The Santa Justa Lift is an elevator, or lift, in the civil parish of Santa Justa, in the historical city of Lisbon. Situated at the end of Rua de Santa Justa, it connects the lower streets of the Baixa with the higher Largo do Carmo (Carmo Square).
Since its construction, the Lift has become a tourist attraction for Lisbon as, among the urban lifts in the city, Santa Justa is the only remaining vertical (conventional) one. Others, including Elevador da Glória and Elevador da Bica, are actually funicular railways, and the other lift constructed around the same time, the Elevator of São Julião, has since been demolished.
The hills of Lisbon have always presented a problem for travel between the lower streets of the main Baixa and the higher Largo do Carmo. In order to facilitate the movement between the two, the civil and military engineer Roberto Arménio presented a project to the Lisbon municipal council in 1874.
In 1900, the formal contract was signed on which the working group was obligated to present a project for an elevator in a period of six months. On 31 August 1901, King Carlos inaugurates the metal bridge and awning. Yet, its operation would wait until 1902. Originally powered by steam, it was converted to electrical operation in 1907. After remodelling and renovation, on February 2006, the Elevator walkway was reopened for the general public and tourists.References:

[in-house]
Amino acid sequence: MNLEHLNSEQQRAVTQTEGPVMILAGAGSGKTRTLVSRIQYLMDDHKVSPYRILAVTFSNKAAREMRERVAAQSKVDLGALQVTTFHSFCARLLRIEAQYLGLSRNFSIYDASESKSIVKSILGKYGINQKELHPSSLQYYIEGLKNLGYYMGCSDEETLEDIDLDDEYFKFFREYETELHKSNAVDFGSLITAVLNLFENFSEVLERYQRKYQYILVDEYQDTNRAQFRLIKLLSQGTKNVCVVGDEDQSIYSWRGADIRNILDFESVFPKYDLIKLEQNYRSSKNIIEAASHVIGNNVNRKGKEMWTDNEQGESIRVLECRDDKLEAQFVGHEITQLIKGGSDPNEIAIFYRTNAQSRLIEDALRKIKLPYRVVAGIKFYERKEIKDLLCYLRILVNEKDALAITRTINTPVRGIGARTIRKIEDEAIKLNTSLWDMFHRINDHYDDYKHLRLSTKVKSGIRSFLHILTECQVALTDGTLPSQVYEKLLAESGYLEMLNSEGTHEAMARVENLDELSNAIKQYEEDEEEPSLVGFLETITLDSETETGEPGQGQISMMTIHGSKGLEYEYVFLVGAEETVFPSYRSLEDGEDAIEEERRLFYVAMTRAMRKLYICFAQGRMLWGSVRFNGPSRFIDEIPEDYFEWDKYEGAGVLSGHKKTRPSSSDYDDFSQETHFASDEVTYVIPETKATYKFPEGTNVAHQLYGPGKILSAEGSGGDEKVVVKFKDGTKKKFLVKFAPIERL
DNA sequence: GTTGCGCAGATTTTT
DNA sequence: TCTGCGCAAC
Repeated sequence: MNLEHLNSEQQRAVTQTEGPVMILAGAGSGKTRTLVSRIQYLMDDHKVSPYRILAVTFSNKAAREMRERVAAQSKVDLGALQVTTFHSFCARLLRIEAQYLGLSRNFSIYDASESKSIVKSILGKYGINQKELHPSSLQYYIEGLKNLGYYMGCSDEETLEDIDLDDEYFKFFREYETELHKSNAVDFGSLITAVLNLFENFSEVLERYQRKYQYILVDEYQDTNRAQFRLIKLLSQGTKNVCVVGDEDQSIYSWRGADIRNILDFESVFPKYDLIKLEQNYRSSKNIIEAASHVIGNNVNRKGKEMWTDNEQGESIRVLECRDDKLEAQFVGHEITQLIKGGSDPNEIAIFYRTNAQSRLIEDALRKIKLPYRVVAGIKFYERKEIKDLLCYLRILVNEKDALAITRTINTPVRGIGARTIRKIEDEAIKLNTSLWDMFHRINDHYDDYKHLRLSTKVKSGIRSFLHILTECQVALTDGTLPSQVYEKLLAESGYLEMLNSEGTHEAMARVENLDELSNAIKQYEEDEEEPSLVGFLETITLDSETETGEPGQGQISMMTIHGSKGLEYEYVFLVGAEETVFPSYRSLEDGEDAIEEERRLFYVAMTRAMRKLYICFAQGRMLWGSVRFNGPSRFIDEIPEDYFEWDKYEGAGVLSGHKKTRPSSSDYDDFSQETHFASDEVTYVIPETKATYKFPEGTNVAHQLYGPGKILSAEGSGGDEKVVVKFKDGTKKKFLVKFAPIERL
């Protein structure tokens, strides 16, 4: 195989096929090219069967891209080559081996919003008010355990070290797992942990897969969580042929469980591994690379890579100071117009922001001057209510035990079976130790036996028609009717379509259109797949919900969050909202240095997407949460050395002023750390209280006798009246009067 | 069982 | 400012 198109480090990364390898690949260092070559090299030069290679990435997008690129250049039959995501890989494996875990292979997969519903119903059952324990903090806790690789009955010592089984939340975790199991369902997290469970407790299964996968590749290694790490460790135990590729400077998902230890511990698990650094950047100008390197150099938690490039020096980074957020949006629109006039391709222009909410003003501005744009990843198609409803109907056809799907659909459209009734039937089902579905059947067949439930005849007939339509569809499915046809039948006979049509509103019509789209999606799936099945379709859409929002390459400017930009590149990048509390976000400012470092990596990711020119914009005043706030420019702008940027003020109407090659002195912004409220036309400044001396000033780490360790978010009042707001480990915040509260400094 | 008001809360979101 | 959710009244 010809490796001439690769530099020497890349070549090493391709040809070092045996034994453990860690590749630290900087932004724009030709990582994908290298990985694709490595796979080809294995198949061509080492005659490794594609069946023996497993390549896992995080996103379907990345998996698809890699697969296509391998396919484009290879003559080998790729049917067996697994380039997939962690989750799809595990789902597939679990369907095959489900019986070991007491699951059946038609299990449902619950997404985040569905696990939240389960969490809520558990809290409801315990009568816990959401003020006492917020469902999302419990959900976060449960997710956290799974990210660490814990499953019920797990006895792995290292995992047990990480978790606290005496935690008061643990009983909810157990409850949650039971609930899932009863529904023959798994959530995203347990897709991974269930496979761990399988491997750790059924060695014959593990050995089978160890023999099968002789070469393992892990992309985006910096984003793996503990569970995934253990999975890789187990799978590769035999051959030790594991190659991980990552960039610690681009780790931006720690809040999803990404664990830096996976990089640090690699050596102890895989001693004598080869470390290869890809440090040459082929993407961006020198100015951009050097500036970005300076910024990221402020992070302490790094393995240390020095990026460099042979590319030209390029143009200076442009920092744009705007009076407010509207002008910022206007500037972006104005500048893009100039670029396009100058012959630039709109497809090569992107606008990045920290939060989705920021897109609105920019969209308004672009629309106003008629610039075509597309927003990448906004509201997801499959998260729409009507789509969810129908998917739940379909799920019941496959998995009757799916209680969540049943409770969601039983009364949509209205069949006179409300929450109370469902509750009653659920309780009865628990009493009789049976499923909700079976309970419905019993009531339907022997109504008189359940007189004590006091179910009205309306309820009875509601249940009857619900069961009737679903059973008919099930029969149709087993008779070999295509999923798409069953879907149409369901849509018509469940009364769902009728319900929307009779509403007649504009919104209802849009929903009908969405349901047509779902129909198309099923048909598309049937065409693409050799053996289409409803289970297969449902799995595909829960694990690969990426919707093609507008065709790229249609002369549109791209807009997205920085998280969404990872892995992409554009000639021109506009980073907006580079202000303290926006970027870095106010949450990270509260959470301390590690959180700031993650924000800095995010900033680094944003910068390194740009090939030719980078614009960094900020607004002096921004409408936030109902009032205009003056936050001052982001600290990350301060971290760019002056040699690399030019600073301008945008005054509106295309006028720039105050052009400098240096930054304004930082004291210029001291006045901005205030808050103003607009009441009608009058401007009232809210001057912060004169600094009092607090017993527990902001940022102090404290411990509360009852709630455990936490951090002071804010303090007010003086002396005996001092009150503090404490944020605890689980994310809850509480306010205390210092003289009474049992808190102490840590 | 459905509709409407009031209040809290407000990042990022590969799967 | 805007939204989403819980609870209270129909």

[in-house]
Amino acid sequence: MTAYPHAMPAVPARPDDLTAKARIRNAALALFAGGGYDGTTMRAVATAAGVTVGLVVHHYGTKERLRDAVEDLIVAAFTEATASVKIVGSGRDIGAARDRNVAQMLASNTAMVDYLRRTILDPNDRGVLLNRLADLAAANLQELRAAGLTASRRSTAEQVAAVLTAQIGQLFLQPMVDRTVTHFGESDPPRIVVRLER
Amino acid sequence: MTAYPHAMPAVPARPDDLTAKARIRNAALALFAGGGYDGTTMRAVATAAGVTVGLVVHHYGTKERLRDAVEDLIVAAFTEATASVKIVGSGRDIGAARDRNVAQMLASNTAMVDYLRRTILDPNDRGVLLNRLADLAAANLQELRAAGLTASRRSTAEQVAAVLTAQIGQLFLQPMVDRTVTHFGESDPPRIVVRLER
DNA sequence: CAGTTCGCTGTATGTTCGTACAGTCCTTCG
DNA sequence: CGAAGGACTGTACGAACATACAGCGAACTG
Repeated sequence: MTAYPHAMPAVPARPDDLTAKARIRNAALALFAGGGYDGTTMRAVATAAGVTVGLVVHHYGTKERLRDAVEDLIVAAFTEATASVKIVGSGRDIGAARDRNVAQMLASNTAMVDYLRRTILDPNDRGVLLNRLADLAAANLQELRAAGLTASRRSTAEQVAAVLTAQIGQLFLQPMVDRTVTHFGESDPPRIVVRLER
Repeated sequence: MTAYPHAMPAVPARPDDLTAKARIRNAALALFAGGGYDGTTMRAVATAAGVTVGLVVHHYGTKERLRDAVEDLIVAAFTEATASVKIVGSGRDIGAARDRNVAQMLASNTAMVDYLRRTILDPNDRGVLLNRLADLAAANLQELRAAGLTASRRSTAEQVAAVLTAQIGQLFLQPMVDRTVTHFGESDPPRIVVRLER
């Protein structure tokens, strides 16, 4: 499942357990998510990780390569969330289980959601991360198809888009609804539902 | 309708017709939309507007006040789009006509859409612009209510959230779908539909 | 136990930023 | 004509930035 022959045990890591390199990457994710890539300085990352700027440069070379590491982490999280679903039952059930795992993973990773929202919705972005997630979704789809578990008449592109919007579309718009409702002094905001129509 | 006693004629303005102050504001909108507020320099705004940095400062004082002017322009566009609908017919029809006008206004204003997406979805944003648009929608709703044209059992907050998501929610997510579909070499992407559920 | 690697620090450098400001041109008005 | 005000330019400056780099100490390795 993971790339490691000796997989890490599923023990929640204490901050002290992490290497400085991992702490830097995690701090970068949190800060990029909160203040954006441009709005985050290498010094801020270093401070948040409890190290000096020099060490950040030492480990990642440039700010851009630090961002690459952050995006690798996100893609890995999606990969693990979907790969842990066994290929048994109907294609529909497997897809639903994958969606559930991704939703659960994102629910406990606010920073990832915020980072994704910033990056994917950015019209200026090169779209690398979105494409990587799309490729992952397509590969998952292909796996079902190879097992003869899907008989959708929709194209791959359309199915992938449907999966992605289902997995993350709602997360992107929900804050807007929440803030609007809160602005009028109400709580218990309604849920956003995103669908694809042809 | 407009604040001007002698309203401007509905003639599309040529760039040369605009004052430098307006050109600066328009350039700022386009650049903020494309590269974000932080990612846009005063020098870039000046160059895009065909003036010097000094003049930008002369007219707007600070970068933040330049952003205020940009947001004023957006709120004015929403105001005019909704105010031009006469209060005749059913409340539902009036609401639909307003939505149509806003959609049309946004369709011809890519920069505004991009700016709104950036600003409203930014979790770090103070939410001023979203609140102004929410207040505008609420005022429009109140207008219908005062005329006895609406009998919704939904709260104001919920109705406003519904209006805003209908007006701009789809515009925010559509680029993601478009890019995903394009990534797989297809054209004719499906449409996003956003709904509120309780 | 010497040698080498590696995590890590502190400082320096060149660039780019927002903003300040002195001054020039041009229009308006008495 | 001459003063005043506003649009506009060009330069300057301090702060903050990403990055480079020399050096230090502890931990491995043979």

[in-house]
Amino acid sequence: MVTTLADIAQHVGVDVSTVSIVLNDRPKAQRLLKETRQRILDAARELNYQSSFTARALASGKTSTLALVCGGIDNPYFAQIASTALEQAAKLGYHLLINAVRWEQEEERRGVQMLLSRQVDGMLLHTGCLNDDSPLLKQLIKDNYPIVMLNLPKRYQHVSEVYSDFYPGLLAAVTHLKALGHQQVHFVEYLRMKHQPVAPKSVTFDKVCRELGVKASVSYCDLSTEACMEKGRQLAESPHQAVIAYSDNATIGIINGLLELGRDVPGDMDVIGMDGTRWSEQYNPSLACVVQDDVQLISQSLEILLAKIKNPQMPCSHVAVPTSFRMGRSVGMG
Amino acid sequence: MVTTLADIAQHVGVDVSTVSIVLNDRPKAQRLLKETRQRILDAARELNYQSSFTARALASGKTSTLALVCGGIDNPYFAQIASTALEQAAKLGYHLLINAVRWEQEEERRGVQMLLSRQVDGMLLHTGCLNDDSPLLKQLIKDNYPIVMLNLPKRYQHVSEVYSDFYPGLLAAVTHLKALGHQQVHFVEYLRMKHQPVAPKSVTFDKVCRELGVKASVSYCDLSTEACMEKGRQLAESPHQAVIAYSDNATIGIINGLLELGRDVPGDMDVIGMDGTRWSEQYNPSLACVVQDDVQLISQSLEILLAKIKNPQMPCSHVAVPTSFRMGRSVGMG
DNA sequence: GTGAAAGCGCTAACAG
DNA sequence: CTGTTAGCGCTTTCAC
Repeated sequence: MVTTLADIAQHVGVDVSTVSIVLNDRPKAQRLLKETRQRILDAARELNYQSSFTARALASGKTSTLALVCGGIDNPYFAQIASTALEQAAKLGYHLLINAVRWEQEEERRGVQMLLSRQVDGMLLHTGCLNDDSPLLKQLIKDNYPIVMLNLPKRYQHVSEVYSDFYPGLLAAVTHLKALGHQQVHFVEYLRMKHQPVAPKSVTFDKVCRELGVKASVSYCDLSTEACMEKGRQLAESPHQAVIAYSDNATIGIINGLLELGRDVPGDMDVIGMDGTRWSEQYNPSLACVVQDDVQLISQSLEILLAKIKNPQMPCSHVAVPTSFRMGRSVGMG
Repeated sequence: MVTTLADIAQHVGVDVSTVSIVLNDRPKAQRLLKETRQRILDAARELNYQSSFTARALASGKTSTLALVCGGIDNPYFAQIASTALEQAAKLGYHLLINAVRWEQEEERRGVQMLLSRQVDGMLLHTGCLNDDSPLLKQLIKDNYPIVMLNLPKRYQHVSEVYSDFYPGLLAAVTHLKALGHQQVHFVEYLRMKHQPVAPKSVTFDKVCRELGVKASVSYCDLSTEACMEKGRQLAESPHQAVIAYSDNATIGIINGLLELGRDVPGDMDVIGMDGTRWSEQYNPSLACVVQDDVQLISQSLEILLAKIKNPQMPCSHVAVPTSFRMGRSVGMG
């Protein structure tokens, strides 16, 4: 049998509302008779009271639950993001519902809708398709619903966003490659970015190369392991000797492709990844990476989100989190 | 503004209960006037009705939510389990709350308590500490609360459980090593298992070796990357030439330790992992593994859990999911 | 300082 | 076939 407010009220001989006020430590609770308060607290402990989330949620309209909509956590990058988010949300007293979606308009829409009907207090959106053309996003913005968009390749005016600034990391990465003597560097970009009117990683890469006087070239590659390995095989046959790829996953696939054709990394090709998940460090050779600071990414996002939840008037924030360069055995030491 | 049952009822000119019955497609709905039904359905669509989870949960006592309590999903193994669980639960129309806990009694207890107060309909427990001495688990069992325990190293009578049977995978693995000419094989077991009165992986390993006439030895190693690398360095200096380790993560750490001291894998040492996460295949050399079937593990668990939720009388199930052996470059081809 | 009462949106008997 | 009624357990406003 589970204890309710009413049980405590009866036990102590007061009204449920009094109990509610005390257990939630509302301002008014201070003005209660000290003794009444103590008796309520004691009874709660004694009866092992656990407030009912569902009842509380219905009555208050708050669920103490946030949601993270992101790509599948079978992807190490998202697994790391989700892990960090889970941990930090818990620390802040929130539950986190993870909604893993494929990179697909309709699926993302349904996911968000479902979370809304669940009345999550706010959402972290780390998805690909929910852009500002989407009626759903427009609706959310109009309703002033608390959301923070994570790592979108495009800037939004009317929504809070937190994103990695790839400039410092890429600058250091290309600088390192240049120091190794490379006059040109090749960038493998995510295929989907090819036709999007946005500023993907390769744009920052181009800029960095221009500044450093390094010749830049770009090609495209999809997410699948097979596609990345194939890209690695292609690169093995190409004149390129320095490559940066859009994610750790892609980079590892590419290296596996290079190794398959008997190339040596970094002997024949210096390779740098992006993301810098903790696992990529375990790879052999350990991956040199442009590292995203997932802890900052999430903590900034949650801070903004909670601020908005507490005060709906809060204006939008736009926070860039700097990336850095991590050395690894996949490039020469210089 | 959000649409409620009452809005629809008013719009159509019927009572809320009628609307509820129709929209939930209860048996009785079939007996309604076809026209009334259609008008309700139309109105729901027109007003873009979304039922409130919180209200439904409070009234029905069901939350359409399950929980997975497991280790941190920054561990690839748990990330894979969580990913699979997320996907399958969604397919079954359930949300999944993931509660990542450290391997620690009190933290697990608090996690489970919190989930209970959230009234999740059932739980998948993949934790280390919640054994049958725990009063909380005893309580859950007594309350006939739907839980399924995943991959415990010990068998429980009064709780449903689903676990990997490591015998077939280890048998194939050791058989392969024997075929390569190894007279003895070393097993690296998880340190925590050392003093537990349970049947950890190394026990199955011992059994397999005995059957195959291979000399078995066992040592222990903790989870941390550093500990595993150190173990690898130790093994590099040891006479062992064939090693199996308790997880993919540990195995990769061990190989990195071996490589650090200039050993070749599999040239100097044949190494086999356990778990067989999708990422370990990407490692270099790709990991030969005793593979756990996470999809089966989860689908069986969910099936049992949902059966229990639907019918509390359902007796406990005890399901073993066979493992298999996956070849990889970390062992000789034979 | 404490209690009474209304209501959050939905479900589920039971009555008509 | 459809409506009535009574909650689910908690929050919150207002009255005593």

Narikala is an ancient fortress overlooking Tbilisi, the capital of Georgia, and the Kura River. The fortress consists of two walled sections on a steep hill between the sulphur baths and the botanical gardens of Tbilisi. On the lower court there is the recently restored St Nicholas church. Newly built in 1996–1997, it replaces the original 13th-century church that was destroyed in a fire. The new church is of 'prescribed cross' type, having doors on three sides. The internal part of the church is decorated with the frescos showing scenes both from the Bible and history of Georgia.
The fortress was established in the 4th century and it was a Persian citadel. It was considerably expanded by the Umayyads in the 7th century and later, by king David the Builder (1089–1125). Most of extant fortifications date from the 16th and 17th centuries. In 1827, parts of the fortress were damaged by an earthquake and demolished.